Start Knitting an Afterthought Sock Heel

Marking the placement of an afterthought heel in knit socks.

A lot of experienced knitters tell me they are intimidated by sock knitting because of the heel, so over the next couple posts, I'd like to introduce you to the afterthought heel. If you can knit in the round, you can make this heel.

Afterthought sock heels are common in socks knit with self-striping yarn, because the striping pattern isn't interrupted across the instep (top of the foot) of the sock. Afterthought heels also work nicely when you want the heel of your knit sock to be a color that contrasts with the rest of your sock.

Afterthought heels can be used in socks knit from the toe up or from the leg down. I prefer to knit afterthought heels on dpns, but you could also use the magic loop method.

The basic idea of an afterthought heel is that you knit the entire sock, and then go back and insert the heel at the end. It sounds scary at first, but let me show you how simple it actually is.

If you are new to sock knitting, you will likely knit your sock from the leg down. Knit the entire leg of the sock.

Sock heels are typically worked over half of the stitches. My sample is 40 sts around. I placed the 20 sts for the heel onto a single needle for clarity.
Before knitting the foot of your sock, you need to mark where the heel will be inserted later.

With a piece of waste yarn that is the same weight as what you are using for your sock, simply knit across half of your sock stitches leaving the ends of the waste yarn on the right side of the sock.
Again, since my sample is 40 sts around, I knit across 20 sts with my waste yarn.
As the name of the method implies, there's no need to worry about heel shaping until after the rest of the sock is complete. Simply pick-up your main yarn and continue by knitting directly into the waste yarn stitches.
When you reach the end of the waste yarn stitches, just keep going with your sock pattern.
Since I am just focusing on the heel, I did not make an entire sock.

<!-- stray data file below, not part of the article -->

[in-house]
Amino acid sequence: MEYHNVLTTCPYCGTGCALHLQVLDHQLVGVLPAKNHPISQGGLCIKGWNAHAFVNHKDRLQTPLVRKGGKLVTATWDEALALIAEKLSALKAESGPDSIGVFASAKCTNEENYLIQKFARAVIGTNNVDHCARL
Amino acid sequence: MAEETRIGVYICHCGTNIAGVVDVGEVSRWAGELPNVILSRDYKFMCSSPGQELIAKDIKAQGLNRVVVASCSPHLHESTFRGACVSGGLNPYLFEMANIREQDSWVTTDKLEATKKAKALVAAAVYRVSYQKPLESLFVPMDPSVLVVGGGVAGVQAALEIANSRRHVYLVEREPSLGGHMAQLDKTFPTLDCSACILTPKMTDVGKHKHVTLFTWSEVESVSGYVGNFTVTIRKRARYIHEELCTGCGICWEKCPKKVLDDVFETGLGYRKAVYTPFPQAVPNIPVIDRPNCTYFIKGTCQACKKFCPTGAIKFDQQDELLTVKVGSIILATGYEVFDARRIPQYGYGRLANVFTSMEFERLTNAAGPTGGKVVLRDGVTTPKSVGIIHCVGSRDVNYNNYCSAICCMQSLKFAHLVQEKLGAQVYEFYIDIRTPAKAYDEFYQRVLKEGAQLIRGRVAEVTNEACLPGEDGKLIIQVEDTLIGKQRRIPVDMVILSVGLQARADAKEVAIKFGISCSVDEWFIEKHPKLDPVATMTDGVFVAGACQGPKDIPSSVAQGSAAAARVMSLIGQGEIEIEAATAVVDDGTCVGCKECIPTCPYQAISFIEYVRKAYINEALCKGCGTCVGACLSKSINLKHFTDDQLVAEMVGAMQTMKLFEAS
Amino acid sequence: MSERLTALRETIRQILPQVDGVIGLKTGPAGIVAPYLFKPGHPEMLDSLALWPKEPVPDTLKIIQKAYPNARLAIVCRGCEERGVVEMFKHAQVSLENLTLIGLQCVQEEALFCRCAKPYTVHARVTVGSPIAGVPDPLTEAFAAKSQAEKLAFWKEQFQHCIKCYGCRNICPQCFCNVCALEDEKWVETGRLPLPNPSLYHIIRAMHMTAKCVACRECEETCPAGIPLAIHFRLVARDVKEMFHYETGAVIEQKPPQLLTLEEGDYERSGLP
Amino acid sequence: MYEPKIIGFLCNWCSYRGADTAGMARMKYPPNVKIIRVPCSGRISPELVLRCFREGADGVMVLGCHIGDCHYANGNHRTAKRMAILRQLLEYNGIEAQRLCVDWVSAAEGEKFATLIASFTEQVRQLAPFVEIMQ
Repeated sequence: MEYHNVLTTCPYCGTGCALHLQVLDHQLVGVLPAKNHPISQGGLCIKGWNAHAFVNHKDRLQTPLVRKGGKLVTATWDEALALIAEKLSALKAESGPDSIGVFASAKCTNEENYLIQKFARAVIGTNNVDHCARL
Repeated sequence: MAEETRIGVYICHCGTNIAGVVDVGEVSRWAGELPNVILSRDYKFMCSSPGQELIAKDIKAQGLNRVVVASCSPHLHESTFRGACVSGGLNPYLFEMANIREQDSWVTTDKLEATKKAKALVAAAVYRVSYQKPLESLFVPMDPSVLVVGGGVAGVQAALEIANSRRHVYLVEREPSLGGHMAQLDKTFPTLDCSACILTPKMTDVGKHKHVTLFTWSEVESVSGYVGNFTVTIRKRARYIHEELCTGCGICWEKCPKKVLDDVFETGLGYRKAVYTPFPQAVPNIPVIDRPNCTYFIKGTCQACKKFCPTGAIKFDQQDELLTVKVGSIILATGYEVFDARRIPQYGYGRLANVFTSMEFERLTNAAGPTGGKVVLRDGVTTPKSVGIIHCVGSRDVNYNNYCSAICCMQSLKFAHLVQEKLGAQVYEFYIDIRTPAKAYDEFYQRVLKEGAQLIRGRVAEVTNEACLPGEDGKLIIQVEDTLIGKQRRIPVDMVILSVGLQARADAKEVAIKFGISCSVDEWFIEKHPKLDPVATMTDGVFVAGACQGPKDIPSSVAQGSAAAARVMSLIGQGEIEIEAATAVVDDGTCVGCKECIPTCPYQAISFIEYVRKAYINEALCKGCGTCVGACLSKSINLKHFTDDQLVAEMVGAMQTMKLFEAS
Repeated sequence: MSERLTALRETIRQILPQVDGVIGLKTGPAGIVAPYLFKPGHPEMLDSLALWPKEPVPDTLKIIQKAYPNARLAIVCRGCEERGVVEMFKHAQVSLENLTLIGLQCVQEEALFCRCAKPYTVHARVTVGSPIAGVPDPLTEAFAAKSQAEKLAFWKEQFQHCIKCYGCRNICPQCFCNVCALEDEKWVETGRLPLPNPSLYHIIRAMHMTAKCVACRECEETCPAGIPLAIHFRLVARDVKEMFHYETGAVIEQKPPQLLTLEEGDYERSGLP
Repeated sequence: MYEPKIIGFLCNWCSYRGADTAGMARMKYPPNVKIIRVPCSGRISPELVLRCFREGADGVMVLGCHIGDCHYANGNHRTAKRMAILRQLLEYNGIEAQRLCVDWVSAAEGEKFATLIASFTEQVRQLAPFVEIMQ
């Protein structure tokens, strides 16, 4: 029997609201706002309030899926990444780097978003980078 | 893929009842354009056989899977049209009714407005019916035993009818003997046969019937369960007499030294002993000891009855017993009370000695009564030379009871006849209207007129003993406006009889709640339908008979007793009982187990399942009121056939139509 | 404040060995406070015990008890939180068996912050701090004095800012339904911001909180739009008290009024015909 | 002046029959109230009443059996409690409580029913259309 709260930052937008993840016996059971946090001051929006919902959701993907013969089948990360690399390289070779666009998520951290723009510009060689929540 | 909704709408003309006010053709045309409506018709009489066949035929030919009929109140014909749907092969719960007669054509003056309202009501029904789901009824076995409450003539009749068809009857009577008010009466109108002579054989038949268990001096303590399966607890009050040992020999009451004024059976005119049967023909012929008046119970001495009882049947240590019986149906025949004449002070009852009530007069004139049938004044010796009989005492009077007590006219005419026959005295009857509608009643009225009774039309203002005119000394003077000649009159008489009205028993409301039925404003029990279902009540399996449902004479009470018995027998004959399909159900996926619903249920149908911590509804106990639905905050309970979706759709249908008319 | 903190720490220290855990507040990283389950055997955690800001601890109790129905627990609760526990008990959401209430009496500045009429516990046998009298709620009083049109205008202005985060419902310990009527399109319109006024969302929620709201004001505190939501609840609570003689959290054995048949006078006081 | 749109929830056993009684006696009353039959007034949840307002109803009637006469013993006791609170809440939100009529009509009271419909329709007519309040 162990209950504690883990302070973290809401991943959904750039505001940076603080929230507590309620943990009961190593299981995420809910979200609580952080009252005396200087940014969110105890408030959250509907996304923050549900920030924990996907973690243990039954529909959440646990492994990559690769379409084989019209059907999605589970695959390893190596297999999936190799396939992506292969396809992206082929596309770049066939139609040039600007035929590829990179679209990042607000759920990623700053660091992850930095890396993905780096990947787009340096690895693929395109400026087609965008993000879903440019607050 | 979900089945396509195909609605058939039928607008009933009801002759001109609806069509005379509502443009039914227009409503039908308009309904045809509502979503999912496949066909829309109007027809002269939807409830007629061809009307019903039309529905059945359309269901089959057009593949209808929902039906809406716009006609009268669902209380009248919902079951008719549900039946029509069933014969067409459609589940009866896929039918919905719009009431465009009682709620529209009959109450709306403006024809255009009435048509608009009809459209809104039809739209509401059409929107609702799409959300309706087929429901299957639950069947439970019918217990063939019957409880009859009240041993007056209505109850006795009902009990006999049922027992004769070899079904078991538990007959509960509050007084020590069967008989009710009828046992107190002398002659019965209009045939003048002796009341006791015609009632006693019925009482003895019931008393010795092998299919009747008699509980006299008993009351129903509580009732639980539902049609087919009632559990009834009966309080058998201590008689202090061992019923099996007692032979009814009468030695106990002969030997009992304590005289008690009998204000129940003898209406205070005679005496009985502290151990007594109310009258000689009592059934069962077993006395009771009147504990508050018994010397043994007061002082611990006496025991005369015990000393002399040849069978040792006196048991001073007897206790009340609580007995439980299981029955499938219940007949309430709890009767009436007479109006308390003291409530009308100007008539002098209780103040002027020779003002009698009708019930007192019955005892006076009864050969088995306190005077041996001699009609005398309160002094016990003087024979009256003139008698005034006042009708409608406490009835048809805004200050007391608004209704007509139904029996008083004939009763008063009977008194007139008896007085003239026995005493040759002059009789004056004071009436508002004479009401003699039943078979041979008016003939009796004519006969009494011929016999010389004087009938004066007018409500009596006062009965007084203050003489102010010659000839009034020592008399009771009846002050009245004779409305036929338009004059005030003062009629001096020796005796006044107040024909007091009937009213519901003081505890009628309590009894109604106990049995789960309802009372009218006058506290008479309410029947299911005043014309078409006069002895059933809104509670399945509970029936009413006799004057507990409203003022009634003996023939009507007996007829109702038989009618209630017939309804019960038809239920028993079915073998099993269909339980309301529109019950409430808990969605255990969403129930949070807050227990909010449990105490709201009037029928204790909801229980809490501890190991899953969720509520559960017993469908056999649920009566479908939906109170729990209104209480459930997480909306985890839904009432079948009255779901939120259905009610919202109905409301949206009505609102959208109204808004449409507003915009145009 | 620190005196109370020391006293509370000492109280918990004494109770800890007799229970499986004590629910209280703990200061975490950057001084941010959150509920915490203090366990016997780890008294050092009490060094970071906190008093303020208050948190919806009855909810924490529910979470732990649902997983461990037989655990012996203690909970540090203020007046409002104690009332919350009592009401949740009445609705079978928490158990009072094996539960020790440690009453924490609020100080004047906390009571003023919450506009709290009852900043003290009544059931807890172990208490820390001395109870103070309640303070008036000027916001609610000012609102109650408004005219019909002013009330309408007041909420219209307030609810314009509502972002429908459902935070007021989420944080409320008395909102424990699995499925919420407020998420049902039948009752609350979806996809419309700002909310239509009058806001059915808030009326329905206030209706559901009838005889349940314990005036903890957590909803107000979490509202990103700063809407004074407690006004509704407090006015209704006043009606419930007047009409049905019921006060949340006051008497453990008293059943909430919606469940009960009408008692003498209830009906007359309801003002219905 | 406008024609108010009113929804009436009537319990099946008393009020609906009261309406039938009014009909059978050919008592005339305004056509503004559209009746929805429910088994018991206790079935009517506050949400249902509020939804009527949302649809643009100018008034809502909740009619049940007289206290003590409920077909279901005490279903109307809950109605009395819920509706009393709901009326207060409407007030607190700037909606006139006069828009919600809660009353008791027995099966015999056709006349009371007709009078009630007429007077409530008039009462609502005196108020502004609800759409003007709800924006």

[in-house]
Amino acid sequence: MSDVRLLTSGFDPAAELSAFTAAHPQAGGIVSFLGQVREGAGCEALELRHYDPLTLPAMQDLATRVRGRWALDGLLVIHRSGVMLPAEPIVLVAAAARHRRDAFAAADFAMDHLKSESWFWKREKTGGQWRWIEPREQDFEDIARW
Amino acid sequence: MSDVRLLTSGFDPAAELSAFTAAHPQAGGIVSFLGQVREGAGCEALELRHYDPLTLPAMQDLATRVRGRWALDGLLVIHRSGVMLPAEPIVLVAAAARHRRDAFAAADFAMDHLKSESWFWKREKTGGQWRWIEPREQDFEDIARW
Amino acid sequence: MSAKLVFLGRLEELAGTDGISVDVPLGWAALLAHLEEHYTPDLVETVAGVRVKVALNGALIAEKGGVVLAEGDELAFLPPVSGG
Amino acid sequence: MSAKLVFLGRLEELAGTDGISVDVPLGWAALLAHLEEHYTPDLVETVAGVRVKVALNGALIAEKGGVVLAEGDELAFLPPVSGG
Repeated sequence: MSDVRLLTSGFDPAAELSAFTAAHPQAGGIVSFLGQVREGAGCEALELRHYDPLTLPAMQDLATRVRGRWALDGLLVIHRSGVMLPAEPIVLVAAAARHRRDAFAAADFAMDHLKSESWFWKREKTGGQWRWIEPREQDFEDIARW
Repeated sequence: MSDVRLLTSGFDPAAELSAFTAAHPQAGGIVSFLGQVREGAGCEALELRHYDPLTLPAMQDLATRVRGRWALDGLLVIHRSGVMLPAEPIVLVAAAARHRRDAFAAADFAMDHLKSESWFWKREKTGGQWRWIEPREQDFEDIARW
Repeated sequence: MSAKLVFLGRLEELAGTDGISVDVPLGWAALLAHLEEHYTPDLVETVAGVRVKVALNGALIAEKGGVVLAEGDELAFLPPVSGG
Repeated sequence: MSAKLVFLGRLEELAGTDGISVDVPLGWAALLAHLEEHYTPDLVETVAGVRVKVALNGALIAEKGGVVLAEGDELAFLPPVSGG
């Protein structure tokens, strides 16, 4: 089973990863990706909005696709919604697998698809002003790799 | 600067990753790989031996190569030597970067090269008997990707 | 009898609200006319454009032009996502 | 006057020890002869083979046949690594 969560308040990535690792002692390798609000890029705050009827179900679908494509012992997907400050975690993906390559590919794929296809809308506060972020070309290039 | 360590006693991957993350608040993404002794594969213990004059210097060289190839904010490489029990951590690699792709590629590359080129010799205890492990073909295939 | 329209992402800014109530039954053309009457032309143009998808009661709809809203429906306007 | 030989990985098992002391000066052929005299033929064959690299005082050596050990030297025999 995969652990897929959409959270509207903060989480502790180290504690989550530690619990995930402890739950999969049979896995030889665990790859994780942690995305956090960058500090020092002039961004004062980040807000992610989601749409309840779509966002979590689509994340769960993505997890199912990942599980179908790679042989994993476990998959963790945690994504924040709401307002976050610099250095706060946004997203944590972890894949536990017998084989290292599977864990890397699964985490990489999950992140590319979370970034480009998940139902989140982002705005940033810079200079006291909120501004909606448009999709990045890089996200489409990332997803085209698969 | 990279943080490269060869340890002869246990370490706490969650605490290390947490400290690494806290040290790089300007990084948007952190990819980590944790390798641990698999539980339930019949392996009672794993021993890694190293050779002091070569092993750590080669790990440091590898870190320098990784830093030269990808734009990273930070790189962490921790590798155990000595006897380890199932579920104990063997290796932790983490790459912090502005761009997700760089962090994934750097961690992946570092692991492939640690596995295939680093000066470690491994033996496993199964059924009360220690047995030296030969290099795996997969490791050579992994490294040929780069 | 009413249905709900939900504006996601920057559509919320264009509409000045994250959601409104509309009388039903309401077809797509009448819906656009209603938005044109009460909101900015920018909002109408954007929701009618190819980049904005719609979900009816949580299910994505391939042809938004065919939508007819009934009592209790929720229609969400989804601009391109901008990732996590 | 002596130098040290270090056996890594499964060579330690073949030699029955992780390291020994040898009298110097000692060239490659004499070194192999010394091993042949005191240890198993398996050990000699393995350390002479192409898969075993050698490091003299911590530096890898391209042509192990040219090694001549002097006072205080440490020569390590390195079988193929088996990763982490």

Also, I added two stripes of color to make identifying a few important stitches easier, especially for the second part of this lesson. I started my sample on the green stripe side, inserted a white piece of scrap yarn to mark the heel placement and finished my sample on the orange stripe side.

There's a reason that piece of white yarn is considered waste yarn. It needs to be removed from the sock, but before you do, you need to pick up the stitches on either side.

Starting on the side closest to where you started knitting (the green stripe side) look at the 'V' shaped stitches just below the waste yarn.

Working from right to left, pick up the right leg of the first 'V' under the waste yarn.
Pick up the right leg of the next 'V' under the waste yarn.
Continue across until you have picked up the same number of stitches that you worked with the waste yarn.

For my example I have 20 sts.
Next, you need to pick up the same number of stitches on the other side of the waste yarn.

Start by turning your work 180°.
Again, working from right to left, pick up the right leg of the first 'V' shaped stitch under the waste yarn.
Continue picking up the right leg of the 'V' stitches below the waste yarn all the way across.

Count and make sure you have the same number of stitches on both needles.
Now it's time to remove the waste yarn. You can start from either side of the heel.

Gently pull apart the needles to reveal the waste yarn.
Using a third dpn, carefully lift the first leg of waste yarn and pull it loose.
Work across the sock, pulling the waste yarn out one leg at a time.
Finally, the waste yarn will be completely removed and you will have a nice open space where that heel will be.
In my next post I'll show you how to knit the perfect, no gap, afterthough heel.

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